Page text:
The URL above is the location of a discussion group on LinkedIn. The topic dealt with how special educators react to having student advocates and attorneys attend meetings held under the mandate of the IDEA statute.
This is my response –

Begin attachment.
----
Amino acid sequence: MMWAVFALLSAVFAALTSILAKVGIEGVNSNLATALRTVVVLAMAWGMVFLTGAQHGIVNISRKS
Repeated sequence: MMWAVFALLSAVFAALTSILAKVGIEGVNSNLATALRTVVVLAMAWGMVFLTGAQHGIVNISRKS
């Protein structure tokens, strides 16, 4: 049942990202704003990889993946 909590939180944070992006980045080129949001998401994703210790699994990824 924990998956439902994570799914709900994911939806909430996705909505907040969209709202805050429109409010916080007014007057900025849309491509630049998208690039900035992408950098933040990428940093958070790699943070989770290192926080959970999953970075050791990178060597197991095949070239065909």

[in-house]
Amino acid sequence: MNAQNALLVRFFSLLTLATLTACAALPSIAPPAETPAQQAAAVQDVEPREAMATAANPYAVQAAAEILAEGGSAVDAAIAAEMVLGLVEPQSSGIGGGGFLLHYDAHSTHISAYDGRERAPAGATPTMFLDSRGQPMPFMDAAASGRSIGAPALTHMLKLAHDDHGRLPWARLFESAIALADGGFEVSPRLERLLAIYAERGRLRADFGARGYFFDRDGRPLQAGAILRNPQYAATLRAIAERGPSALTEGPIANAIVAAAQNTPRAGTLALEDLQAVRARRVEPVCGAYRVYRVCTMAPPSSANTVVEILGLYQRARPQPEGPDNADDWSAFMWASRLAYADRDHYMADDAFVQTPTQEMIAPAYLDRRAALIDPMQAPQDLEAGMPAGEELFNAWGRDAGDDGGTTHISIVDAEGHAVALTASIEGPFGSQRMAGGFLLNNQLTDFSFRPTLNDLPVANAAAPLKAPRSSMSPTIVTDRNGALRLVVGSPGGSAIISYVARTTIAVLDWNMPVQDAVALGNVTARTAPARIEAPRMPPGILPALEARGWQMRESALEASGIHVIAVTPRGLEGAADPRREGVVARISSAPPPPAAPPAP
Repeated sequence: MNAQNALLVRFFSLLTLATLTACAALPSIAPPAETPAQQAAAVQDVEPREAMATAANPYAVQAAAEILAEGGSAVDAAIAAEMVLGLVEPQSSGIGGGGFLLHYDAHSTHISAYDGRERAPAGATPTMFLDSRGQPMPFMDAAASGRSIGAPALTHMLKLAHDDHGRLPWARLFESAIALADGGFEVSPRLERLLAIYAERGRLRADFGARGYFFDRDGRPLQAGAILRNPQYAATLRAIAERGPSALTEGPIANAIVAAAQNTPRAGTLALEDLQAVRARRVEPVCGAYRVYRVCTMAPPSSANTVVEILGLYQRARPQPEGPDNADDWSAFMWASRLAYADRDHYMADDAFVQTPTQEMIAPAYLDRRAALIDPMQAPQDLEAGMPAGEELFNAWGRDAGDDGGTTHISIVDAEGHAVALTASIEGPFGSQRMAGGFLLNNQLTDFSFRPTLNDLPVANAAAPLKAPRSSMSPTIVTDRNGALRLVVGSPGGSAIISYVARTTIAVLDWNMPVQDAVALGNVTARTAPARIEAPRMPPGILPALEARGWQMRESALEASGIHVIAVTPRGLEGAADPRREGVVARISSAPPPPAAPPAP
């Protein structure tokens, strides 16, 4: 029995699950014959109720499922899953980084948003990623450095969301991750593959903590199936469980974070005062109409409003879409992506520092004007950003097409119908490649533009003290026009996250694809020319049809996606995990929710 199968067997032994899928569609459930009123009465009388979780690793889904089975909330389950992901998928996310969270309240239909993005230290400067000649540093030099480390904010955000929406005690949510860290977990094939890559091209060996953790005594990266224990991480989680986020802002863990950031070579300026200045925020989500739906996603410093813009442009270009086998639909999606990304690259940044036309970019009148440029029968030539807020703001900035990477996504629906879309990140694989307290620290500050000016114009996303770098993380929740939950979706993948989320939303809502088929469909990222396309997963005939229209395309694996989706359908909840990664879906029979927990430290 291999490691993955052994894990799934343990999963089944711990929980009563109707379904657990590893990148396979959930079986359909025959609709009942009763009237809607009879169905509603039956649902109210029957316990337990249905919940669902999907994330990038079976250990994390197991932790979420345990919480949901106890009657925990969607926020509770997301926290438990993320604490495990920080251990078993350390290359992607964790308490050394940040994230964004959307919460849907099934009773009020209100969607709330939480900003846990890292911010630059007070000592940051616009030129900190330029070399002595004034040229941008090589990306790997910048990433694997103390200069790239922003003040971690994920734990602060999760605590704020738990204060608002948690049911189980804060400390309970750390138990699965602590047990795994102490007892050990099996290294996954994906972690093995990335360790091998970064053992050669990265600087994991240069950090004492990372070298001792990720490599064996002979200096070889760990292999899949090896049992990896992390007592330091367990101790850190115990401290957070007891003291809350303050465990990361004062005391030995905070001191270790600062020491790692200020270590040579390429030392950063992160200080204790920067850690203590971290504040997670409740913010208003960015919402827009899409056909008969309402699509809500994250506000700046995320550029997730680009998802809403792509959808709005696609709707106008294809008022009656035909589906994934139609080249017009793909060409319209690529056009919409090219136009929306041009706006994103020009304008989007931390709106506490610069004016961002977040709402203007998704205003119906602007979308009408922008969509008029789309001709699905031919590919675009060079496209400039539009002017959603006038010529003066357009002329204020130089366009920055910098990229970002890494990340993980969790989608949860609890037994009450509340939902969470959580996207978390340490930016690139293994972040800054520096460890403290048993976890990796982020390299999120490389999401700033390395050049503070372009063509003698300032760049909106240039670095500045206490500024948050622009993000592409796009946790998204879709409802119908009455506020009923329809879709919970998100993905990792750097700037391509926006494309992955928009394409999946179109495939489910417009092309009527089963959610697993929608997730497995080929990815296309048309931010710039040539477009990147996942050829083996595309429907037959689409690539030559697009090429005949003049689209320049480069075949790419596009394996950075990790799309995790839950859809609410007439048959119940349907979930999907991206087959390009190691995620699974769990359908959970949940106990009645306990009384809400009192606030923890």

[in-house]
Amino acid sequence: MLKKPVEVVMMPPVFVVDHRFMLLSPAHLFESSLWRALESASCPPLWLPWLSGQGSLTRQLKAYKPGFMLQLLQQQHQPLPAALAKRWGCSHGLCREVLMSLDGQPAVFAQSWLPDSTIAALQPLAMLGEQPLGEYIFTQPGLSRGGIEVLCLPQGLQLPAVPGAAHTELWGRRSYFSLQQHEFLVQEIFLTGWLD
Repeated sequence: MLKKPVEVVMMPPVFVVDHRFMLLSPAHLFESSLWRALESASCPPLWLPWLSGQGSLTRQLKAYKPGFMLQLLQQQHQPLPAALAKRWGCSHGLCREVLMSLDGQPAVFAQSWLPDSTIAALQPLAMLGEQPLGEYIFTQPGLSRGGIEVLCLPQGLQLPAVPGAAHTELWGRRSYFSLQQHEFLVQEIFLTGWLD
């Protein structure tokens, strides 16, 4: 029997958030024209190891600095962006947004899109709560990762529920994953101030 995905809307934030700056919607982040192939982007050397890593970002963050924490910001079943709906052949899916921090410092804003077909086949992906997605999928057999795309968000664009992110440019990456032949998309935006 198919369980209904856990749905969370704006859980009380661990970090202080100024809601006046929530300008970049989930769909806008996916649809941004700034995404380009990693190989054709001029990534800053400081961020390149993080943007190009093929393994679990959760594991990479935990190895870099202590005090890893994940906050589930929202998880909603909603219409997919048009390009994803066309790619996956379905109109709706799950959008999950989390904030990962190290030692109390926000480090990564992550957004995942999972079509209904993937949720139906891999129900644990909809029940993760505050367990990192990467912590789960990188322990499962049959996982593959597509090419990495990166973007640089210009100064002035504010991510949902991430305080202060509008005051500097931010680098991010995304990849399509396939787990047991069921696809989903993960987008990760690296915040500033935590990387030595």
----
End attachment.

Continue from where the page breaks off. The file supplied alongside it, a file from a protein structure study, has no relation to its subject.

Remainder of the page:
“Wow! What a great discussion! I just recently retired from teaching students with low incidence disabilities (LIDs) for a state agency in Oregon. While I was getting my SPED certification, I subbed at a youth correctional facility. I have 8 years experience teaching students aged 18 to 21 in an adult transition program which had a store-front setting in a commercial district. I opened a Middle Learning Center in a local high school for students who were having difficulties in the resource room but who only qualified for services under the learning disabled category. And I taught students with LIDs for four years in a classroom at a local high school. Possibly because I was a claims adjuster for 22 years before my special ed career, I have never felt intimidated when advocates or attorneys attended my meetings. I have discovered however, a wide difference in the degree of compliance with the IDEA statute among various states when I have had students from other states move into my classrooms with their out-of-state documentation. My first 8 years of experience were in an environment of creative collaboration. My next 5 years were spent in a environment where finances drove district policies and not to the benefit of the students. I left after I saw IEP goals being driven by Common Core State Standards rather than by the needs and preferences of the individual student. Now, I publish my website at http://www.popspedster.net and blog on WordPress. I look forward to reading the group’s comments.I also look forward to replies on WordPress.